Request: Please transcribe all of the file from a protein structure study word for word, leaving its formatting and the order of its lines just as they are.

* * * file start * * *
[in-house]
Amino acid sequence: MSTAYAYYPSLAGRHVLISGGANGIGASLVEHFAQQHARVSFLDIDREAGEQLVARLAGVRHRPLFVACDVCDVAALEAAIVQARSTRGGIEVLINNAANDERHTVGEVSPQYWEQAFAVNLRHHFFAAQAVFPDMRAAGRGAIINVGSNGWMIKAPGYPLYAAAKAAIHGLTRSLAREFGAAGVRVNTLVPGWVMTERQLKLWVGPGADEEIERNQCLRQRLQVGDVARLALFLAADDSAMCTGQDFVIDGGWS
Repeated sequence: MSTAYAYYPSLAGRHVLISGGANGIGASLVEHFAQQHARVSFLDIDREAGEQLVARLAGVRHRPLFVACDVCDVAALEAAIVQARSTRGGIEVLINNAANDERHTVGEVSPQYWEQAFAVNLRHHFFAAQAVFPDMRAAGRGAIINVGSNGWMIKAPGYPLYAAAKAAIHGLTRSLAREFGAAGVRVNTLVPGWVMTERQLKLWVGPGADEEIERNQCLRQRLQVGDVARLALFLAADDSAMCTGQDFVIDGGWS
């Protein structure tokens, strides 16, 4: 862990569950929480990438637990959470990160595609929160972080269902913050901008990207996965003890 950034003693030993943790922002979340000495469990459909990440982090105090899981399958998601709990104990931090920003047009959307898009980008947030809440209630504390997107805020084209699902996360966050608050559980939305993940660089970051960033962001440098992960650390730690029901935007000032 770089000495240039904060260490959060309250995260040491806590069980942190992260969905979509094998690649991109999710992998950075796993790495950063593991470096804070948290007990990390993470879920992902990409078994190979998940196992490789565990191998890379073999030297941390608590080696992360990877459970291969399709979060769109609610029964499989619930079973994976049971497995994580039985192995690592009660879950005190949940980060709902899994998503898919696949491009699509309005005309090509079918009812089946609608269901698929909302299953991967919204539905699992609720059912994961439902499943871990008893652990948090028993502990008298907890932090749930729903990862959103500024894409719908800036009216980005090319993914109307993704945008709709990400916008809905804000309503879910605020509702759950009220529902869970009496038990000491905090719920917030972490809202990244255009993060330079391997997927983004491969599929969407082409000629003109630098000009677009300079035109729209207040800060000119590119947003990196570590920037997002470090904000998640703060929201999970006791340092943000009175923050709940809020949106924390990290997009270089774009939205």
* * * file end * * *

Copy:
[in-house]
Amino acid sequence: MSTAYAYYPSLAGRHVLISGGANGIGASLVEHFAQQHARVSFLDIDREAGEQLVARLAGVRHRPLFVACDVCDVAALEAAIVQARSTRGGIEVLINNAANDERHTVGEVSPQYWEQAFAVNLRHHFFAAQAVFPDMRAAGRGAIINVGSNGWMIKAPGYPLYAAAKAAIHGLTRSLAREFGAAGVRVNTLVPGWVMTERQLKLWVGPGADEEIERNQCLRQRLQVGDVARLALFLAADDSAMCTGQDFVIDGGWS
Repeated sequence: MSTAYAYYPSLAGRHVLISGGANGIGASLVEHFAQQHARVSFLDIDREAGEQLVARLAGVRHRPLFVACDVCDVAALEAAIVQARSTRGGIEVLINNAANDERHTVGEVSPQYWEQAFAVNLRHHFFAAQAVFPDMRAAGRGAIINVGSNGWMIKAPGYPLYAAAKAAIHGLTRSLAREFGAAGVRVNTLVPGWVMTERQLKLWVGPGADEEIERNQCLRQRLQVGDVARLALFLAADDSAMCTGQDFVIDGGWS
């Protein structure tokens, strides 16, 4: 862990569950929480990438637990959470990160595609929160972080269902913050901008990207996965003890 950034003693030993943790922002979340000495469990459909990440982090105090899981399958998601709990104990931090920003047009959307898009980008947030809440209630504390997107805020084209699902996360966050608050559980939305993940660089970051960033962001440098992960650390730690029901935007000032 770089000495240039904060260490959060309250995260040491806590069980942190992260969905979509094998690649991109999710992998950075796993790495950063593991470096804070948290007990990390993470879920992902990409078994190979998940196992490789565990191998890379073999030297941390608590080696992360990877459970291969399709979060769109609610029964499989619930079973994976049971497995994580039985192995690592009660879950005190949940980060709902899994998503898919696949491009699509309005005309090509079918009812089946609608269901698929909302299953991967919204539905699992609720059912994961439902499943871990008893652990948090028993502990008298907890932090749930729903990862959103500024894409719908800036009216980005090319993914109307993704945008709709990400916008809905804000309503879910605020509702759950009220529902869970009496038990000491905090719920917030972490809202990244255009993060330079391997997927983004491969599929969407082409000629003109630098000009677009300079035109729209207040800060000119590119947003990196570590920037997002470090904000998640703060929201999970006791340092943000009175923050709940809020949106924390990290997009270089774009939205």